Effect of fiber shape on mechanical behavior of steel fiber in fiber reinforced concrete FRC


Tutankhamun Sami Sharif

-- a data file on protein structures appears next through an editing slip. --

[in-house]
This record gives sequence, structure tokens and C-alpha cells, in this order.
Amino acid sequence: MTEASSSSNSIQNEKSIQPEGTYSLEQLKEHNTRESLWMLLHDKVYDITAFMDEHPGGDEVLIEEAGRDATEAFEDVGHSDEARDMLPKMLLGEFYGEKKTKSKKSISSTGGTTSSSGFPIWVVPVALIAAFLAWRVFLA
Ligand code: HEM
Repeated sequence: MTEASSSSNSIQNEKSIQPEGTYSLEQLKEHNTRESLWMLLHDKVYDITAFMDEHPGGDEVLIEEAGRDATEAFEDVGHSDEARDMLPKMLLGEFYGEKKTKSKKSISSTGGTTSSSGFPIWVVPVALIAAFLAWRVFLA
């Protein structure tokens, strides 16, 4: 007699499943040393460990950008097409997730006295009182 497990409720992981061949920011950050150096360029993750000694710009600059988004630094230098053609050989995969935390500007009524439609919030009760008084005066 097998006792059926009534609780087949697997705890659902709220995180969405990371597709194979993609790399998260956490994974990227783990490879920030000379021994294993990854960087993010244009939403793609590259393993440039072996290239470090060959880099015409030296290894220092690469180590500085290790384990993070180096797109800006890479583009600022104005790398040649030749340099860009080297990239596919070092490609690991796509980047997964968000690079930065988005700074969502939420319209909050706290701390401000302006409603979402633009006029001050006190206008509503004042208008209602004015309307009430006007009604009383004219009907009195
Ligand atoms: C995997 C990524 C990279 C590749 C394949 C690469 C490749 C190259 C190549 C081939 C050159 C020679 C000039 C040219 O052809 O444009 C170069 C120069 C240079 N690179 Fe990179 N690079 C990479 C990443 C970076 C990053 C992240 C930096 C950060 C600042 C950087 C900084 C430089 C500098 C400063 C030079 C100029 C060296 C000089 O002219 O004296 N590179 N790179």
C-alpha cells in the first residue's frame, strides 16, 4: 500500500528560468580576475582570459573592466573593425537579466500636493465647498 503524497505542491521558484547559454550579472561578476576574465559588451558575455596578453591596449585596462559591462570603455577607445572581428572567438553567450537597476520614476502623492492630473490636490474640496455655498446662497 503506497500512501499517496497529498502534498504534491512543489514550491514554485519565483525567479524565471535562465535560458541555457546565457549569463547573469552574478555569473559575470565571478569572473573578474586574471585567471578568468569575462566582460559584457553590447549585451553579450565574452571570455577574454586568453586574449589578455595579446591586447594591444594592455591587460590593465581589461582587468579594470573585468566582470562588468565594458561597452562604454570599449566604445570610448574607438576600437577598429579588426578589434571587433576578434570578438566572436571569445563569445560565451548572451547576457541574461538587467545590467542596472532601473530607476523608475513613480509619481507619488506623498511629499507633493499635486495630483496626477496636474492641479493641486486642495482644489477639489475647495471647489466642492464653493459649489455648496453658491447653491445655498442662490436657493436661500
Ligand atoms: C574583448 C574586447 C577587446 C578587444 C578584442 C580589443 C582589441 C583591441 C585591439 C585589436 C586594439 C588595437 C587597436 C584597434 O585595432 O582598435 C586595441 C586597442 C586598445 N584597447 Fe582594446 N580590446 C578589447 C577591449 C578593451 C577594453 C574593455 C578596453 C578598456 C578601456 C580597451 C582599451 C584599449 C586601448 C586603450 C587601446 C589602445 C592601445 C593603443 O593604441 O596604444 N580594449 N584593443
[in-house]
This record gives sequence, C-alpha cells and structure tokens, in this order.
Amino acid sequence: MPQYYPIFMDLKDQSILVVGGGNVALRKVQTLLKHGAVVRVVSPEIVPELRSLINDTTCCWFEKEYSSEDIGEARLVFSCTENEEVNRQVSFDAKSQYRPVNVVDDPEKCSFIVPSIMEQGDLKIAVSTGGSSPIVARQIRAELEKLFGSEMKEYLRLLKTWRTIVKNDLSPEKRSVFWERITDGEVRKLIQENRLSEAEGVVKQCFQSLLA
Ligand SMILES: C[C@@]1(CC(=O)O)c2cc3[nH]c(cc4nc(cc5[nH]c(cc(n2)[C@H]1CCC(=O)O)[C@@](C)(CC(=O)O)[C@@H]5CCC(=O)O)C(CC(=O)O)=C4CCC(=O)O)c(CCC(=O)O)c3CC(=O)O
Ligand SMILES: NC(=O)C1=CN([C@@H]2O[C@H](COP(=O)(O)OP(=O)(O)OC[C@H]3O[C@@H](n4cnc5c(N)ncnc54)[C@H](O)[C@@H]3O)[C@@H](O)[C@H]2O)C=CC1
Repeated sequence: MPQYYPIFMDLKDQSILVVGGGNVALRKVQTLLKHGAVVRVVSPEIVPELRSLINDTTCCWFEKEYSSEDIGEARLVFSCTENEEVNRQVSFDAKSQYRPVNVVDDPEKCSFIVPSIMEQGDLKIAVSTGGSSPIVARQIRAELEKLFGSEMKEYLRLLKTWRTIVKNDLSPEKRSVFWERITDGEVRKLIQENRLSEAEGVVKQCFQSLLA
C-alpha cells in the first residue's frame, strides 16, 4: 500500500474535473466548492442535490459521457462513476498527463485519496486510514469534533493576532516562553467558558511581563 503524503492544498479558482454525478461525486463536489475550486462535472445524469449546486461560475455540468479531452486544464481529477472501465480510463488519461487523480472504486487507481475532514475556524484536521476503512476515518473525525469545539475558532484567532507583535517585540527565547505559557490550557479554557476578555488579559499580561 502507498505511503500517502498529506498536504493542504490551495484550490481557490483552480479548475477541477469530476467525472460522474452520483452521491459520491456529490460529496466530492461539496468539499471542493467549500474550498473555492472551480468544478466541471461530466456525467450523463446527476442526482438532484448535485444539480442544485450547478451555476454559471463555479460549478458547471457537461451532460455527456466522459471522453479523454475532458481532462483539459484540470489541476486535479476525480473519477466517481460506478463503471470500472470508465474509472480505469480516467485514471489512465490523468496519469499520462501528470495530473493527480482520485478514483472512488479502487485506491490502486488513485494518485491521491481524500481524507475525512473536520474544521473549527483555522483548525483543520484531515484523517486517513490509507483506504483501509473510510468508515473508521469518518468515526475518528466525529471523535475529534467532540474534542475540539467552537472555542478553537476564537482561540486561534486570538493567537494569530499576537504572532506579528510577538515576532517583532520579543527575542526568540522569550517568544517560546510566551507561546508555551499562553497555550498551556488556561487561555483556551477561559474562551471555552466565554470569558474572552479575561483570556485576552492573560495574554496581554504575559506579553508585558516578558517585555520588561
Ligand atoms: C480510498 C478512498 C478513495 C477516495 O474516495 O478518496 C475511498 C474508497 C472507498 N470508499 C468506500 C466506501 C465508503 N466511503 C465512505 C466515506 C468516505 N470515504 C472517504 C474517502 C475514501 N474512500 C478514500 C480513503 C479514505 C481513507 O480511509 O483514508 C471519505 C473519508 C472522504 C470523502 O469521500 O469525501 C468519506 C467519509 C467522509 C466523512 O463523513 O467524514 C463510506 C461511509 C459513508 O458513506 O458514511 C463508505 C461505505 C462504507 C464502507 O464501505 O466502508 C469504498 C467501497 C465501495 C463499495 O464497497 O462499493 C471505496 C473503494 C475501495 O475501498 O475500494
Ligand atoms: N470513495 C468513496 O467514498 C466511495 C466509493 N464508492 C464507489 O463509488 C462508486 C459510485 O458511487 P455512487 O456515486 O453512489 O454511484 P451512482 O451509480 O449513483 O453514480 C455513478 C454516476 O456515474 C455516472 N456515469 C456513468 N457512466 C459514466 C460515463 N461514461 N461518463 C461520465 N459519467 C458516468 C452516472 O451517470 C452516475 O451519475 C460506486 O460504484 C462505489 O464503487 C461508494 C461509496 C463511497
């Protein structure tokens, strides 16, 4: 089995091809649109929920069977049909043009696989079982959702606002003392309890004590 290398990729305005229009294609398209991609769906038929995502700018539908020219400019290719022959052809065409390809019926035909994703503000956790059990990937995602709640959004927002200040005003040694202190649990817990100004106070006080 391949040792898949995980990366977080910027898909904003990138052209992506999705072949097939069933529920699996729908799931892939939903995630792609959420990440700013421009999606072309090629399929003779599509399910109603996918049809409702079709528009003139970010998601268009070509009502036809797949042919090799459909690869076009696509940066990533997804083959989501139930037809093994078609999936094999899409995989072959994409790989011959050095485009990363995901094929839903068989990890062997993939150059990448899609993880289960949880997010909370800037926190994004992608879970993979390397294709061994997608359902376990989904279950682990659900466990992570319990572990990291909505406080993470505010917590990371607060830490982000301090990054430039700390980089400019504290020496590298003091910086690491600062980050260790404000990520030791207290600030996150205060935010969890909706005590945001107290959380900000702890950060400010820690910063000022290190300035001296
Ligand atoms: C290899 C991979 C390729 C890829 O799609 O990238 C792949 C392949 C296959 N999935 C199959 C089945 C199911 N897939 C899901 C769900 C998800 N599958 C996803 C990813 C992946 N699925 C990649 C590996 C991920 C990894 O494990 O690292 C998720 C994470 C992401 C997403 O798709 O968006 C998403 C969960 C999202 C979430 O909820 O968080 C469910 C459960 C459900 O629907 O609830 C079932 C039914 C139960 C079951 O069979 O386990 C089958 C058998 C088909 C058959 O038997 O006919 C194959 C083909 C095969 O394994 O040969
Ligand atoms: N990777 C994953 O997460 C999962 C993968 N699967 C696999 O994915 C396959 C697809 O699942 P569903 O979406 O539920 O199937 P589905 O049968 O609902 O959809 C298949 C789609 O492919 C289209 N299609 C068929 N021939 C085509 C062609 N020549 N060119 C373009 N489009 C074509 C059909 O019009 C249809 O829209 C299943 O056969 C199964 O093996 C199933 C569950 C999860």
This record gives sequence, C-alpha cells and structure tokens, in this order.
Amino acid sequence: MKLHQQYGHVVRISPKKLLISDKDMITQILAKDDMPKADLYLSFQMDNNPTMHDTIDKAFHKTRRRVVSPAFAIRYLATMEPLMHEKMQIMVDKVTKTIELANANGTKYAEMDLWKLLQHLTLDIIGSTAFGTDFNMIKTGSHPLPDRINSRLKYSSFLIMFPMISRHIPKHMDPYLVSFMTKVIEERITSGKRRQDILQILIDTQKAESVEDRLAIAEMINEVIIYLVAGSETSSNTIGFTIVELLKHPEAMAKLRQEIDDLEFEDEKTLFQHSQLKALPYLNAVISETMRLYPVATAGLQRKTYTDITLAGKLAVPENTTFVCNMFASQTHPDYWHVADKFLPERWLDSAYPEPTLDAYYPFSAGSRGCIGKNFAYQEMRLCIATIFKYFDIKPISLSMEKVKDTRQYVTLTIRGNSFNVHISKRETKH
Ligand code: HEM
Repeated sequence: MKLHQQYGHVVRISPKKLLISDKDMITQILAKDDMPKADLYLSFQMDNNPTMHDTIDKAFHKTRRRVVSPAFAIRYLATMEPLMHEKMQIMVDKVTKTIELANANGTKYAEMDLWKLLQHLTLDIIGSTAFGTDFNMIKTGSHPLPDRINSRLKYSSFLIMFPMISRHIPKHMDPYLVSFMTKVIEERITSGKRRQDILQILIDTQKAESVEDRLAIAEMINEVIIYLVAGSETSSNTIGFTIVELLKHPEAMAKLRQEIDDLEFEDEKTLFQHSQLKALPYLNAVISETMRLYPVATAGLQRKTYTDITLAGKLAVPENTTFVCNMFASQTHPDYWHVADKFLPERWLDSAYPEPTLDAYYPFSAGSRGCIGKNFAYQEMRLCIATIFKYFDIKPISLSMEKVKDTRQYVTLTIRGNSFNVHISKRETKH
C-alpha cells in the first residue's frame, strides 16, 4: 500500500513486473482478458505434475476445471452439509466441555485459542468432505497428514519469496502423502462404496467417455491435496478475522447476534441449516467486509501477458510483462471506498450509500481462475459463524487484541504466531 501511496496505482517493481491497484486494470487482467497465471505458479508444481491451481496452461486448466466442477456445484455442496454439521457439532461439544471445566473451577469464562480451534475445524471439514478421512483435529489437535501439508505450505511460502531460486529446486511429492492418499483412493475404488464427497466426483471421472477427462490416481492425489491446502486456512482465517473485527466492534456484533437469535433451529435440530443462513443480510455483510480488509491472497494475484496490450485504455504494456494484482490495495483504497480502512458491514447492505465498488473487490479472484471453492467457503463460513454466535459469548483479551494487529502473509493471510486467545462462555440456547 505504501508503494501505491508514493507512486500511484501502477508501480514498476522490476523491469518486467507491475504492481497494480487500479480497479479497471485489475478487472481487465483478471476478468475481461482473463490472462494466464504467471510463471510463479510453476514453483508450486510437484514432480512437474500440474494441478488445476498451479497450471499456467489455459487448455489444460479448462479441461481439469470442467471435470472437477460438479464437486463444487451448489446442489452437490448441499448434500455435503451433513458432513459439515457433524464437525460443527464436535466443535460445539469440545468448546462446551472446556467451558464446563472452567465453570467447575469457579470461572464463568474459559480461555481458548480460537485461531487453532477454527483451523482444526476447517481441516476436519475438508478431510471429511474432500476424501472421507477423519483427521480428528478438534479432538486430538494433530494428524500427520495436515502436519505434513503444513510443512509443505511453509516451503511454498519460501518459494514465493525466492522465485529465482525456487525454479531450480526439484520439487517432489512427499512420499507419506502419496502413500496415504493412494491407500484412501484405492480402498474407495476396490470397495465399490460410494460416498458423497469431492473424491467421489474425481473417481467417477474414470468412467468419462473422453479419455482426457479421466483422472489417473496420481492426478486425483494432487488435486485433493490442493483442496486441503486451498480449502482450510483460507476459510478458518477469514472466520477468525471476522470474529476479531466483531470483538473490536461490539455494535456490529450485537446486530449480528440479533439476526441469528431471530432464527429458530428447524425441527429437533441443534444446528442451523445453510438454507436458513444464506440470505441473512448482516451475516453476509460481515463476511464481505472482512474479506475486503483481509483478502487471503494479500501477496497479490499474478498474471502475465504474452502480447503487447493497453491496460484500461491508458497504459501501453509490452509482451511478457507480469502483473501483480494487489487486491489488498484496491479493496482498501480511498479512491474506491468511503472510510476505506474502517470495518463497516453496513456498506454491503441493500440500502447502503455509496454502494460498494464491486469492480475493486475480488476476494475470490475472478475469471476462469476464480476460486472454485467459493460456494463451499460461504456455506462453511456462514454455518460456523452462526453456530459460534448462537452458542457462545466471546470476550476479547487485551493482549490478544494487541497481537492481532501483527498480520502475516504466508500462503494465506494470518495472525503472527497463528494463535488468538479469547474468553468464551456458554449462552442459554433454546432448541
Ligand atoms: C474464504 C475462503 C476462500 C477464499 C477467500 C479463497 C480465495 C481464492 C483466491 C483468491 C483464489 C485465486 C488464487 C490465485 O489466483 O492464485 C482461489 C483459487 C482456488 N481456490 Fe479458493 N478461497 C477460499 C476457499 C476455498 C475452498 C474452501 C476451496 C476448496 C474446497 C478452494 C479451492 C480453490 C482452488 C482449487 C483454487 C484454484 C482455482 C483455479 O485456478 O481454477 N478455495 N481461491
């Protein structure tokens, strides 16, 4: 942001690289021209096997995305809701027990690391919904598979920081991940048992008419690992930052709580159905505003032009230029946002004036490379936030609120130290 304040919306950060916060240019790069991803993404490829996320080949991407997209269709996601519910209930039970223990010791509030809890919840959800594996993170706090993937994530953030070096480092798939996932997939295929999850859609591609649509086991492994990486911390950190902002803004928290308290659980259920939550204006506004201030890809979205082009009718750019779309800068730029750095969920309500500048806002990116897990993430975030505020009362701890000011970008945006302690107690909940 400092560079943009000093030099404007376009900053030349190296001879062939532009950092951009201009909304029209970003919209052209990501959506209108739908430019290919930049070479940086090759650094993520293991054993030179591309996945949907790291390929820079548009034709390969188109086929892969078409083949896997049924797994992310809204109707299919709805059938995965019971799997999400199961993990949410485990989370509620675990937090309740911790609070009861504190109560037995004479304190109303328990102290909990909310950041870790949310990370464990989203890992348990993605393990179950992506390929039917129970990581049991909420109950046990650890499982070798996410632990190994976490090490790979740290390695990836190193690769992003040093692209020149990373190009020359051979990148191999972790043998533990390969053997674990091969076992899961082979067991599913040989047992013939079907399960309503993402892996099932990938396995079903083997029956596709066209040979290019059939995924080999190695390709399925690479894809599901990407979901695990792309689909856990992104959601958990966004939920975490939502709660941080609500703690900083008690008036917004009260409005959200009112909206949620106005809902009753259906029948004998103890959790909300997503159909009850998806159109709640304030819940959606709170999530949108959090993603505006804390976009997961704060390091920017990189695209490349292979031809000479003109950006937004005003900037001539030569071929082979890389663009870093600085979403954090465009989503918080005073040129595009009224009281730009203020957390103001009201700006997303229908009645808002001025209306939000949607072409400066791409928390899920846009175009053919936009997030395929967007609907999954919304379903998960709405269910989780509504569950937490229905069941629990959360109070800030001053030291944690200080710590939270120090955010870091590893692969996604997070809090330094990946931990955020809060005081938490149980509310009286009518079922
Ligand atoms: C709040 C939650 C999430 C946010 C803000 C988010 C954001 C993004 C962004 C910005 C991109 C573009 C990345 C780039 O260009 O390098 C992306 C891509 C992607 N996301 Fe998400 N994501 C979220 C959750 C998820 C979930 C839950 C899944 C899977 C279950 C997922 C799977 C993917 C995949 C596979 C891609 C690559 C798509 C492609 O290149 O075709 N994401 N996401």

Fiber pull-out process is the main micro-mechanism that governs post-cracking behaviour of short steel fiber reinforced concrete structural beams. A detailed analysis of the fiber pull-out process provides understanding about the role of different micro-mechanisms involved in the pull-out process and leads to conclusions about the optimal fiber shape as well as the optimal properties of the matrix. Different steel fiber shapes involve different micro-mechanisms in the pull-out process. Initially fibers and the surrounding concrete matrix deform elastically. The linear elastic behaviour of the fiber-matrix system is interrupted by interface debonding which occurs due to overall weak bonding between the concrete matrix and the surface of the steel fiber. Shear crack propagates and the interface debonding continues untill whole length of the fiber has parted from the surronding concrete matrix. At that point the further applied pull-out load is resisted only by friction forces resulting from fiber sliding out of the concrete matrix. In some cases, if steel fibers have sophisticated form (e.g., end hooks or corrugated form) , much of the pull-out resistance can be achieved from straightening of the fibers. Straightening of steel fibers can only be possible if the surrounding concrete matrix has sufficiently enough strength to resist stress concentration at fiber edges. If surrounding concrete matrix is weak, the stress concentration causes failure of the brittle matrix and no pull-out resistance is obtained. Concrete matrix failure (spalling) is more likely to happen for cases with larger fiber diameters. This paper introduces experimental study relevant to impact of fiber shape on mechanical behavior of steel fiber in fiber reinforced concrete FRC using three femouse steel fiber types and different cases of embedded length into concrete matrix

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